TMID Editorial: E-scooters and alternative modes of transport

Let’s start off by stating that alternative modes of transport are important and very much needed as Malta faces ever increasing transport problems. An increase of 56 cars per day on our roads is no joke and it’s about time we look into these alternative modes of transport.

This is sadly not a view which Transport Minister Aaron Farrugia will share, particularly after recent comments to this newsroom showing the clear, car-centric direction of the government when it comes to transport.

In Malta, although we live in 2022, our policies and infrastructures for transport date back to the late 1980s where building bigger and wider roads was the norm. This is being done without any consideration for anything else other than cars.

Even though we have transportation methods such as e-scooters available literally at the click of an app, we still fail to provide the necessary infrastructure in order to promote them.

Let’s take e-scooters: they are an excellent mode of transport for short journeys, intercity travelling and they do reduce the amount of cars on the road. Someone who wants to go from Sliema Ferries to St. Julians would find an e-scooter perfect for his or her needs, but there isn’t the infrastructure in place for it to work without being a hindrance to other people.

This infrastructure is lacking both in terms of how these scooters should be ridden on the roads as well as where they should be parked. It’s true the way things currently are, they are sometimes dangerous on the road, risking the lives of the riders on a constant basis but this is only due to the fact that nothing is being done by the government to accommodate alternative modes of transport.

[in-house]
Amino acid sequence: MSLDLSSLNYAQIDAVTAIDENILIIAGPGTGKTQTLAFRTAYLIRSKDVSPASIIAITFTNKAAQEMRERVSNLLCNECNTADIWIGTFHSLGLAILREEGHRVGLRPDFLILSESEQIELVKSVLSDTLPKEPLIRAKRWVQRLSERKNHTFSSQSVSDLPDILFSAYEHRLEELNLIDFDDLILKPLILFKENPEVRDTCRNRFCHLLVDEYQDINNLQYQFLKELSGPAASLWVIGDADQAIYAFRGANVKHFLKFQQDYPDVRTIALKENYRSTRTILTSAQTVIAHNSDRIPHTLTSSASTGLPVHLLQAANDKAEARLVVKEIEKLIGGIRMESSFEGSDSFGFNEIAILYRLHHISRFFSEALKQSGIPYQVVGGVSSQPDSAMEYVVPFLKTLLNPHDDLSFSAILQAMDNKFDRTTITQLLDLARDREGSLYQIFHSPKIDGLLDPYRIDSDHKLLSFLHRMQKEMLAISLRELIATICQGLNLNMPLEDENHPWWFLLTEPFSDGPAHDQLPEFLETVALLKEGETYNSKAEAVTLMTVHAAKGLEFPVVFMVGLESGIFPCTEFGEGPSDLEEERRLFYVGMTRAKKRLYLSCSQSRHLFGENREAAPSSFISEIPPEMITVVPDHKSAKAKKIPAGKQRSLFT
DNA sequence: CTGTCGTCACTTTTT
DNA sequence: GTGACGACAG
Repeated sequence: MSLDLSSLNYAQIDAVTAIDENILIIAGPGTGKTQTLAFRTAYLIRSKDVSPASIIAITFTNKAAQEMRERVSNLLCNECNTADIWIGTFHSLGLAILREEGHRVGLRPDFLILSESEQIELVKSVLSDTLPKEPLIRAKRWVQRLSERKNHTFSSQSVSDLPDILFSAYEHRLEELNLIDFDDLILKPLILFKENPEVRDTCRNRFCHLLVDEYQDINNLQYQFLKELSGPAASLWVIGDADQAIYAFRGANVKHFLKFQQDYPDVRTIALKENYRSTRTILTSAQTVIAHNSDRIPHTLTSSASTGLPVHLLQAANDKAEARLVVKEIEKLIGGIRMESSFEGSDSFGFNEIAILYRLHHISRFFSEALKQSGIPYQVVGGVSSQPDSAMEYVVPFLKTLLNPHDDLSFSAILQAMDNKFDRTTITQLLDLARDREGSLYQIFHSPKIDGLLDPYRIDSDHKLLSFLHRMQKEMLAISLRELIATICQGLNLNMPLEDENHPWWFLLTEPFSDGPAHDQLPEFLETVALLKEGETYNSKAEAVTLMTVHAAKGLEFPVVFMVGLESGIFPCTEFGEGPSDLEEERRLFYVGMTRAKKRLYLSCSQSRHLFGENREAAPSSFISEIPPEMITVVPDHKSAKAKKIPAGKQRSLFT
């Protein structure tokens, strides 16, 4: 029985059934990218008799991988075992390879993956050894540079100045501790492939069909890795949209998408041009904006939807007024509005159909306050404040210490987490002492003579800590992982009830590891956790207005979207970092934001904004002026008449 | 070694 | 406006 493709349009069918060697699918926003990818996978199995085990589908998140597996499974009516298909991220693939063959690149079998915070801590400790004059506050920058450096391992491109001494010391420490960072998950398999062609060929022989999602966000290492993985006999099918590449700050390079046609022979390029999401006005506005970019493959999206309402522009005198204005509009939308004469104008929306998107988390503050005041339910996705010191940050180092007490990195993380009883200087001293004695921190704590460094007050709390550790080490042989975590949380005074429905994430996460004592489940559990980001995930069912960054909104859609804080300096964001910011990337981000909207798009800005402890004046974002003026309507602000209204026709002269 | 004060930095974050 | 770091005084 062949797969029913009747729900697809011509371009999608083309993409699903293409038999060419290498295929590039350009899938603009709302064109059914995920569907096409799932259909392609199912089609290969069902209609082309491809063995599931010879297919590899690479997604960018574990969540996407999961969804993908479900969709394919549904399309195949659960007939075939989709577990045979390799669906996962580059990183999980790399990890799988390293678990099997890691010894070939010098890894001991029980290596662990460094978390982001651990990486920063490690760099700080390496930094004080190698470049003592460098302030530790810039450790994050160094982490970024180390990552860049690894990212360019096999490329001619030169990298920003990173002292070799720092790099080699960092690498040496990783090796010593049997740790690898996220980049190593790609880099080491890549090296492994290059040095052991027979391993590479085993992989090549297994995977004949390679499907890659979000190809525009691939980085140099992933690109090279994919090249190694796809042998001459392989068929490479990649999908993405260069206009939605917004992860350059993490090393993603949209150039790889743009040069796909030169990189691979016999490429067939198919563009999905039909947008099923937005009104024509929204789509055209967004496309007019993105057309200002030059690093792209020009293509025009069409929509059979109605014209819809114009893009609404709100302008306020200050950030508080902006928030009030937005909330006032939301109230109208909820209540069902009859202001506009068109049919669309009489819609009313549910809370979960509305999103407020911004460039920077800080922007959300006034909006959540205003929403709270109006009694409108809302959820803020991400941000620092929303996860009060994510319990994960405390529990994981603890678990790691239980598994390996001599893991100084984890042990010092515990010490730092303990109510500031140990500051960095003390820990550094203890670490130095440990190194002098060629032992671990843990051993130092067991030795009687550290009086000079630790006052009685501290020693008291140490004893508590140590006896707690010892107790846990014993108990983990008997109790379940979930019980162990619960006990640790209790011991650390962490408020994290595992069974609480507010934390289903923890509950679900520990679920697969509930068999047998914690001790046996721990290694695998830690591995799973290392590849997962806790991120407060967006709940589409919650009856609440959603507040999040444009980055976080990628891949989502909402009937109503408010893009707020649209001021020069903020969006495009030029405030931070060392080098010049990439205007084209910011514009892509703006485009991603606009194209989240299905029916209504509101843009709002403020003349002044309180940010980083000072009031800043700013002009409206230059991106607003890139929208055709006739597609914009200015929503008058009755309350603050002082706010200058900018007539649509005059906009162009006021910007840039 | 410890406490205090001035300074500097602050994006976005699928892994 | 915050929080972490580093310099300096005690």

Till the end of March 2022, Transport Malta had a total of 414,669 vehicles and transportation devices registered with it, out of these 9.4% were bicycles, e-scooters, ATVs and other modes of transport. People are showing that they want to make use of these alternative modes of transport. It’s up to you, Aaron Farrugia, to make it easier for everyone.

We are moving Malta towards a car centric future, and that is bad. While boasting about creating ambitious carbon neutral targets with the rest of the European Union, we have a minister who is oblivious to the fact that the car centric policies he is in part responsible for are the cause of traffic jams and for pollution.

The crux of the argument is that we need proper investment when it comes to e-scooters, bicycles and so on. We need to safeguard the safety of their users in order to make it easier to switch onto these modes of transport.

414,669 cars on the roads of a country barely 300 square kilometers is a worrying statistic and it is about time that Aaron Farrugia and the government do something about it before we become the country known for its permanent grid lock.